MIPodcast Moments: Job’s story is your story

02.12.2015 | Blair Hodges

“MIPodcast Moments” is a new blog series highlighting excerpts from Maxwell Institute Podcast episodes. You may not have time to listen to an hour-long episode, but you can still benefit from these great interviews.

The patience of Job is legendary. But according to religious studies scholar Mark Larrimore, it’s also overrated. Larrimore recently appeared on the Maxwell Institute Podcast to talk about his new biography on the book of Job. Larrimore says one of the most stirring passages is Job’s impatient and wishful lament that his story be believed:

Oh, that my words were written down!
Oh, that they were inscribed in a book!
O that with an iron pen and with lead
they were engraved on a rock forever!

(Job 19:23-24)

Larrimore expands on the passage, noting that, in an important sense, Job’s wish has come true:

He’s in great pain, great distress, the world has fallen apart. But still, he expects people to hear him. Job says, “I wish there were a way in which my voice could be preserved because even my best friends can’t be trusted to understand and listen and honor what it is that I’m saying.”

So as I was going over the book of Job over and over again in the context of [writing this biography of the book of Job], these words came to me to represent what the book demands of its readers. It says, “look, my friends don’t understand me—do you understand me?”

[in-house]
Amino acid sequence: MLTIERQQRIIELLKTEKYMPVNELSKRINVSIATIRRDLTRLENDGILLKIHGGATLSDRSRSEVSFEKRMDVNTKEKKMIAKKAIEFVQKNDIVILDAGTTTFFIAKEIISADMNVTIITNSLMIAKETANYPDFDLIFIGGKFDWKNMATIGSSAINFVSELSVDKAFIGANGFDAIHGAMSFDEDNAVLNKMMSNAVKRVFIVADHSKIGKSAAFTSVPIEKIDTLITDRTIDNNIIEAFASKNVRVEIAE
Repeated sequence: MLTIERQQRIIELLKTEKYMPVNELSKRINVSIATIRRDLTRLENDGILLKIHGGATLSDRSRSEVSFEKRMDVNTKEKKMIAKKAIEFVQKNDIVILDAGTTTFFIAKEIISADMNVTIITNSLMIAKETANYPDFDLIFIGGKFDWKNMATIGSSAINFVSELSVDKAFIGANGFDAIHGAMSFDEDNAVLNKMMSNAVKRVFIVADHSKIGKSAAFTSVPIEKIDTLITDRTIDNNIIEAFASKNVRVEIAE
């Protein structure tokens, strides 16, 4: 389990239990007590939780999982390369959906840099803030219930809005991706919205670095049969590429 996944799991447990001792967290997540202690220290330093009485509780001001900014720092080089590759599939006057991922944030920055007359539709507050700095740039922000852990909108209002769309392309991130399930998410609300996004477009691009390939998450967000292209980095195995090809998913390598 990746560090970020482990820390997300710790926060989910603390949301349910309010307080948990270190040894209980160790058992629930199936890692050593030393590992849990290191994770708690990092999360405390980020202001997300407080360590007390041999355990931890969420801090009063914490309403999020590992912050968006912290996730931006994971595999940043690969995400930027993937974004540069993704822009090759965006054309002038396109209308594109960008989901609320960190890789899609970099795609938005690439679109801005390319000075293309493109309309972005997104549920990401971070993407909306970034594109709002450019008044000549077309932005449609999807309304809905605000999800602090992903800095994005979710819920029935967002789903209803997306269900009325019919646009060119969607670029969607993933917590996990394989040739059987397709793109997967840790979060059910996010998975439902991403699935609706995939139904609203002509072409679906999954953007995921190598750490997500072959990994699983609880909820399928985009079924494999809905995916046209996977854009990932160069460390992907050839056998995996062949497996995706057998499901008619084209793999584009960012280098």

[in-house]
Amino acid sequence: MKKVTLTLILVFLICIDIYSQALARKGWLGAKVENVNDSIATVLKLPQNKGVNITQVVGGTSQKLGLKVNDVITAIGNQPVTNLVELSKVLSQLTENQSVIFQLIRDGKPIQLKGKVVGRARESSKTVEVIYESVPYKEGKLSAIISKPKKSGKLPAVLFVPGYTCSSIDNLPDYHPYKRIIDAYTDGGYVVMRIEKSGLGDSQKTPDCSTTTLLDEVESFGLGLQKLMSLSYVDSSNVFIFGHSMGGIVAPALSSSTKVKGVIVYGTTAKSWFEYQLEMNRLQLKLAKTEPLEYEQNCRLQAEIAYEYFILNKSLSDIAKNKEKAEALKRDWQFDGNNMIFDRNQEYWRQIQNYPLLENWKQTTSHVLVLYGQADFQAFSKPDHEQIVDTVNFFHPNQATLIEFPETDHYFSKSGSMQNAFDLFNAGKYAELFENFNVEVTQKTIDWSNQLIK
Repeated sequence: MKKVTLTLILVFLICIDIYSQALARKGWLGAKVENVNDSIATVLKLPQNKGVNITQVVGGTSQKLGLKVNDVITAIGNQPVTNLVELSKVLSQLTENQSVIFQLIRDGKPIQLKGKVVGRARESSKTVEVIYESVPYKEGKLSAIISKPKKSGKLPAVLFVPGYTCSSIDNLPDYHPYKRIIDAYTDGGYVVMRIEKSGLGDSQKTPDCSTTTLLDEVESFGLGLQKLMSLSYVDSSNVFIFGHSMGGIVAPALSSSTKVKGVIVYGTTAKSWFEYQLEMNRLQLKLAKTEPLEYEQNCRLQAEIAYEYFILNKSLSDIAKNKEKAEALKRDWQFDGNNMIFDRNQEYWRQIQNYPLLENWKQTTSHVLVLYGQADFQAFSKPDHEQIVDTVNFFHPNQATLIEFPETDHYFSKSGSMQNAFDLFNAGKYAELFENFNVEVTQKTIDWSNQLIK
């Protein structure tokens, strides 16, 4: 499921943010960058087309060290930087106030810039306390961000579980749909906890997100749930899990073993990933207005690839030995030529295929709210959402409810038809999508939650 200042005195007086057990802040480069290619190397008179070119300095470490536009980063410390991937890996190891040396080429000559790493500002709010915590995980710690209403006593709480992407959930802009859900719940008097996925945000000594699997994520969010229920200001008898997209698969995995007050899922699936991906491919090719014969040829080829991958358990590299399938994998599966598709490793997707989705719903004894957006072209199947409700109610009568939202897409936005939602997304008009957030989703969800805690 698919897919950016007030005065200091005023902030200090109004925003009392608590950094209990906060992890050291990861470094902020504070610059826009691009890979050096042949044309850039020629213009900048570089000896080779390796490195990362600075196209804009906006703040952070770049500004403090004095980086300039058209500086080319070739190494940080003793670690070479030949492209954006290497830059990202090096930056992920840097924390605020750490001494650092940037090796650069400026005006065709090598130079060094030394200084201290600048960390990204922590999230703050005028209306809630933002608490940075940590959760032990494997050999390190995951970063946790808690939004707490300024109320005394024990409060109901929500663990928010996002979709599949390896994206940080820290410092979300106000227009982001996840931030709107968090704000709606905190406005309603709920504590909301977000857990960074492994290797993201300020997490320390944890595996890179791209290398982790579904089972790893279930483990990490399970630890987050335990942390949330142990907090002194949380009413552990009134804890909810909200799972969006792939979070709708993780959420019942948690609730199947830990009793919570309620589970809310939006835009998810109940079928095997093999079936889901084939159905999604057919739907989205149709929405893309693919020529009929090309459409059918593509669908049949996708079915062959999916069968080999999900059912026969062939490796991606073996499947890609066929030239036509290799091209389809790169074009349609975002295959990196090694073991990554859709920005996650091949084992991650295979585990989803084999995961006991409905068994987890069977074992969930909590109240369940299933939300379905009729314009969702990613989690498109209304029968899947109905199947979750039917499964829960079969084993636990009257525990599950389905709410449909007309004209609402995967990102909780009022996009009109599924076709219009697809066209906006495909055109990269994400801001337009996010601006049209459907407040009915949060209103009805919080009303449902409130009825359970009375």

And of course, we as readers are hearing his words in a book. So in a way, the book that sits in our hands is the answer to his hope in this passage.

The book of Job has been read and re-read by believers and skeptics for centuries, each bringing their own assumptions and values to the text, each having their assumptions and values challenged by the text. Larrimore’s biography discusses the origins, reception, and interpretations of Job’s story. He says the book of Job’s popularity is due in part to its direct engagement with the problem of suffering. “Why do bad things happen to good people” isn’t a new or rare question. Larrimore touched on this point when I asked if scholars believe there was a literal historical figure named Job:

LARRIMORE: [Elie Wiesel once said] “Even if Job didn’t exist, he certainly suffered.” Which is to say that the story of Job is unbelievable—we don’t think that this sort of thing could possibly happen to anybody. But yet, every part of that story we know is true. Even if Job didn’t exist, his suffering did. So let’s not get caught up on who this one particular person was and where this person lived, and if this person lived at all. That’s actually a distraction from the fact that we know that the kind of suffering that Job endured happens all around us all the time. Don’t let the figure of Job distract us from that.

In more than one way, Job’s story can be your story, too. Find out more in episode 18 of the Maxwell Institute Podcast, “Job through the ages, with Mark Larrimore.”

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